John Beck’s work with Zach Wilson, among others, turns into a marketing rocket

John Beck’s quarterback guru turns into something else.

He’s the go-to guy for the quarterfinals.

He needs a booking agent for his media appearances.

Beck, who played for BYU before going to the Miami Dolphins in the second round of the 2007 NFL Draft, also played for Washington, Baltimore and in the CFL. He now trains both top potential college picks and NFL veterans.

Do you want to start football better? See Yoda John.

Over the past few months, Beck has found himself a man of choice for the media, doing national and local interviews about QB’s talents and coaching. NBC Sports Washington featured an in-depth article on Beck last week, chronicling his BYU journey through three NFL teams, the CFL, to where he now stands, a chief cog in a quarterback citadel called 3DQB in Southern California.

His tutoring of Wilson from BYU during the offseason leading up to his phenomenal 2020 season has become part of the media fabric of this project and made his company famous.

“Within NFL players, coaching circles and agents, we’ve had the attention for years,” Beck said Friday.

“It was different because it wasn’t in the media. This year has been unique as Zach has been the player who has climbed the most of all the players in the draft. So it draws a lot of attention to himself and the things he has done.

“3DQB, was one of those things (that got extra attention). Being a part of this opened the eyes of others to who we are who maybe didn’t know, just as everyone now knows who Zach Wilson is, where maybe nine months ago they didn’t. not.

Beck said 3DQB had done some preliminary interviews in other years when the guys they worked with mentioned their pre-project workouts.

“This year has been the most important. Zach being one of the top picks along with some of the other QBs that we are training, it certainly had a media impact, ”said Beck.

In other words, 2020 and 2021 have been a marketing and advertising boon for Beck and 3DQB. The stories were organic, tracing back intrigues to media attention that a Madison Avenue PR firm would die for. It didn’t cost a dime.

When San Francisco 49ers Mike Shanahan find a prospect they want to see developed, they send them to Beck.

He created this line of credit.

Clemson’s top pick Trevor Lawrence didn’t hire Beck, but maybe he should, just for the sake of the trend. After all, college newbies Zach Wilson, Justin Fields, Trey Lance, Kyle Trask, who laugh at Lawrence’s drafts, have all asked Beck for help.

NFL starters Matt Ryan, Drew Brees, Jameis Winston, Dak Prescott, Jared Goff, Matt Stafford and many more came to train with Beck, 39.

The story of Wilson traveling from Provo to San Diego to train with John Beck will easily become part of BYU folklore, repeated, teased, referenced and told over and over because it has been repeated over and over again.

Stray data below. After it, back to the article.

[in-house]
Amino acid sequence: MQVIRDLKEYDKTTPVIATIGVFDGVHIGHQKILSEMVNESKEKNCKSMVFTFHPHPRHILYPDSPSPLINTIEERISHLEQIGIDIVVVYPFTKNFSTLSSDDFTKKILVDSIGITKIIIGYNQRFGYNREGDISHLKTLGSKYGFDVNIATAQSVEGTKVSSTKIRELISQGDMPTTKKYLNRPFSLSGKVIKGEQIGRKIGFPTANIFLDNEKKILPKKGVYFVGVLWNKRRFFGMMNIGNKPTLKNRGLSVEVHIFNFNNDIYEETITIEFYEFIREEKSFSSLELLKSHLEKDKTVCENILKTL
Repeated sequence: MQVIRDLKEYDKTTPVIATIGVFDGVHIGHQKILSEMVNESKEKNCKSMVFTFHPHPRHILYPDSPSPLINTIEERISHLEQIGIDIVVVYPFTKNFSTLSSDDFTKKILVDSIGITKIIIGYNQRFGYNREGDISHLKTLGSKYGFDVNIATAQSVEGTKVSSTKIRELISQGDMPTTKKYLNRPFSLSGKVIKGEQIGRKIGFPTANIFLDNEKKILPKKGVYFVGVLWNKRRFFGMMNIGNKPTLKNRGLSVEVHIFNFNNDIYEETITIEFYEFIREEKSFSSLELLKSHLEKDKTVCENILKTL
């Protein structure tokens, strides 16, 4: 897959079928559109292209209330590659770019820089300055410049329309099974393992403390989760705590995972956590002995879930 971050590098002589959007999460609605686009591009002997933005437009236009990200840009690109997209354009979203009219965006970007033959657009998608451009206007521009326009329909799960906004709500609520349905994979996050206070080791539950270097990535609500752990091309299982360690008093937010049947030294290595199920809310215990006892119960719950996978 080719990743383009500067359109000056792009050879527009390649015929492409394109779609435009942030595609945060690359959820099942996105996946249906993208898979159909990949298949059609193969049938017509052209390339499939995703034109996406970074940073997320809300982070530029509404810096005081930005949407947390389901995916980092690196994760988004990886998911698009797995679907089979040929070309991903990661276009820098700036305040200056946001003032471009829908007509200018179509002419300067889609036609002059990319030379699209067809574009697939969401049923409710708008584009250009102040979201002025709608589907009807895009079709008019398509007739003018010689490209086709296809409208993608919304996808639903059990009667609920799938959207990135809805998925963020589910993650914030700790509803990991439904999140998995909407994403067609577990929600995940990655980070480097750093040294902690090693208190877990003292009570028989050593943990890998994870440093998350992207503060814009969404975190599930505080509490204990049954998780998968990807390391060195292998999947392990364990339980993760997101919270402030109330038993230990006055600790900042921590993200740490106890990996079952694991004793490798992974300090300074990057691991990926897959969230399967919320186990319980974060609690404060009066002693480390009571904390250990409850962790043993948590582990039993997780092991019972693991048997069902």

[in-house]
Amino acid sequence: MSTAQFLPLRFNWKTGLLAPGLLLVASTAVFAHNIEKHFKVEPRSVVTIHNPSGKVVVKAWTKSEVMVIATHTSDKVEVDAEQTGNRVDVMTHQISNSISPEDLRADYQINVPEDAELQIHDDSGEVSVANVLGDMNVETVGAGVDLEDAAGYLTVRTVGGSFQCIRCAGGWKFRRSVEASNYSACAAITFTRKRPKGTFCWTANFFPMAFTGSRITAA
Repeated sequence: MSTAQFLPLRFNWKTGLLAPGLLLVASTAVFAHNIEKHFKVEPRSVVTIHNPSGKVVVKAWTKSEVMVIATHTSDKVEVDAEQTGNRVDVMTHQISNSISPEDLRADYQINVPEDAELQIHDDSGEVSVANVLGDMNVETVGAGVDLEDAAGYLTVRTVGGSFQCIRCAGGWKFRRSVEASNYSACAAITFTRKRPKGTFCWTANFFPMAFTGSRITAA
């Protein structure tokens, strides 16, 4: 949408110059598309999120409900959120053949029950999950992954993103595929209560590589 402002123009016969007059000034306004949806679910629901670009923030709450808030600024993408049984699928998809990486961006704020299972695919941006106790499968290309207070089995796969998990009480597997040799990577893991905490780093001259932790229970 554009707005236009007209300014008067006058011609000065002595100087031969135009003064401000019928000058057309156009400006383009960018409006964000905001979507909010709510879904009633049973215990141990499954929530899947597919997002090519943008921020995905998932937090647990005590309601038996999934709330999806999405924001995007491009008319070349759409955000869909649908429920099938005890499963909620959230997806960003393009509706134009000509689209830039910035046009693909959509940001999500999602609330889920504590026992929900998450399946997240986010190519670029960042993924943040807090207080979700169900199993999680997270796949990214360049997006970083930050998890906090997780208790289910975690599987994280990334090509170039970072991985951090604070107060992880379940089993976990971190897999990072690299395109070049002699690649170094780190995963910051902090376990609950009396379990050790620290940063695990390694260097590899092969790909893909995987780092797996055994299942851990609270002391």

It’s one of those stories that has kind of found a lifeline every two weeks over the past year or so. It’s a story that could have sprung from a creative brainstorming session on the popular “Mad Men” TV series.

In its own right, Beck is also one of those made-for-film stories, like “Jerry Maguire” and “Show me the money”.

Beck’s tough football career has consisted of fighting for a starting job at BYU and then getting rocked by extreme misfortune with the Miami Dolphin franchise with a carousel of leadership and coaching changes. After arriving in Washington as part of a trade with the Ravens, a one-player strike robbed him of valuable training camp experience. His career ended with a ripped CFL chest muscle trying to return to play in the NFL.

It’s the story of Beck turning his QB experience in college and the NFL into a background agent in the world of sports training and development, where physics, kinesiology and the science of movement come together. mix with a little friendly advice.

A good person for people, Beck is an astute teacher who expresses himself and projects his ideas in perfect harmony with the types of media. He can fill a TV or radio show with a wealth of information, filled with quotes and anecdotes not only from his own life, but also a well-read library extolling the experience of all of Bill’s legends. Parcells and Bill Walsh to George Allen and Don Shula. .

Passionate about the outdoors, hunter and devoted father, husband and man of faith, Beck is a man of a man, but a kind of apostle of football, a gentle man who smiles easily, relates to people, a guy you like to listen because through him everything, he remains humble. He is a man without cunning.

It’s been that way ever since I first spoke to him about Mesa’s Mountain View High in Arizona and throughout his college career.

“I wish my story was a success story in the NFL,” Beck told NBC Sports Washington. “I wish mine was, ‘Hey, I threw 150 touchdowns. Let me show you how to do this. Unfortunately, that was not my story. A lot of what I’m helping guys is the mental side, the emotional side, and just trying to tackle those challenges that are an NFL quarterback under tough circumstances.

Beck has found his niche.

He found a way to help quarterbacks come out of adversity and face daunting obstacles head on.

Beck has been in the cave and he knows the way to the hot sun.

He studied what enables the human body to send a 16-ounce piece of cowhide through the air more efficiently with both speed and precision.

He can impart that knowledge. He effectively advises QBs on injury rehabilitation, deals with coaches and competes in the right way with a positive attitude.

Most importantly, he can preach perspective. He became a master teacher.

And after all, it’s said and done, Beck rubs shoulders with the best in the game.

It belongs.

About William G.

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